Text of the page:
A Department of Homeland Security (DHS) pilot program uncovered several privacy and security-related issues in Android and iOS applications used by first responders on the scene of natural disasters and other emergency situations.
The pilot program consisted of carrying out security audits for 33 first responder apps developed by 20 app developers.
Three US government agencies worked together with experts from Kryptowire to review the apps. Auditors say they identified both privacy and security issues in the apps they tested.
For example, 32 of the 33 apps featured various privacy issues, such as the app gaining access to permissions it did not need or used, such as the ability to send SMS messages, access the phone camera, and the device's contacts list.
Experts also found critical security issues in 18 apps, which they say were vulnerable to MitM (Man-in-the-Middle) attacks, mishandled SSL certificates, or used hardcoded credentials.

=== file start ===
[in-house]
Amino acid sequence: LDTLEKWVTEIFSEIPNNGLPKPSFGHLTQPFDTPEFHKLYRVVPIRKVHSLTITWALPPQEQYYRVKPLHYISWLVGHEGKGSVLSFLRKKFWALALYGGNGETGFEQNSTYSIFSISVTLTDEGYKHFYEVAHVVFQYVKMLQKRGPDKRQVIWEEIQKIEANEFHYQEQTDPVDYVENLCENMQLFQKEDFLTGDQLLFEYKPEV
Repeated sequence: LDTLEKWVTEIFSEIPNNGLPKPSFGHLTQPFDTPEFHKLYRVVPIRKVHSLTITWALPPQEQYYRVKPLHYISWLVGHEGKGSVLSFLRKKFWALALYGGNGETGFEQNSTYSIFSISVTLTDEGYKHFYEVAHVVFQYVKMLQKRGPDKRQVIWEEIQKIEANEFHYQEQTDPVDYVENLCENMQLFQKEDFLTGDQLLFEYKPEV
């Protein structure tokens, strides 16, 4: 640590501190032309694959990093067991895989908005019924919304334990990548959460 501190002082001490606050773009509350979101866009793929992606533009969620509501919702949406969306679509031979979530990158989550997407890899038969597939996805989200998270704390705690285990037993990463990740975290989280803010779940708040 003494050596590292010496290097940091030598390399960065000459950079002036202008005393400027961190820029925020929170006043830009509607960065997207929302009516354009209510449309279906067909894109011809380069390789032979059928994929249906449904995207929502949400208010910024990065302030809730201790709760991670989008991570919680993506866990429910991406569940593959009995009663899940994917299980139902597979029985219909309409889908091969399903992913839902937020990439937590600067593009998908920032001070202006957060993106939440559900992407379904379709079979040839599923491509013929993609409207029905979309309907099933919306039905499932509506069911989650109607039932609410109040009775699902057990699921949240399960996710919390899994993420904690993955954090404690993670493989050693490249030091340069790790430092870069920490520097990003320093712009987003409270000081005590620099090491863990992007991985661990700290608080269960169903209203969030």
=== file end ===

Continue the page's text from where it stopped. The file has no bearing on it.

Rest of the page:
The audit took three months, and investigators said they notified all app developers. At the time of a DHS press release, published last week, 14 apps developed by ten developers received fixes for the reported issues.
"Most developers who fixed their app’s vulnerability(ies) reported investing approximately one hour on remediation," said the DHS in a statement. "Remediation steps included removing old or unused code, enabling built-in security provided by the operating system, and ensuring the functionality requested is necessary for operations."
According to the DHS, the pilot program was important because even if very few people use these apps, they are critical and need to function as designed at a time of crisis.
They need to receive and share critical information in real-time in a safe and secure manner, and they need to be hardened against security issues commonly exploited by mundane malware that may cause problems at a time when the apps are needed the most.
More information is available on the program's homepage. The test pilot was named "Securing Mobile Applications for First Responders." A 22-page PDF with the security audit's results is available here.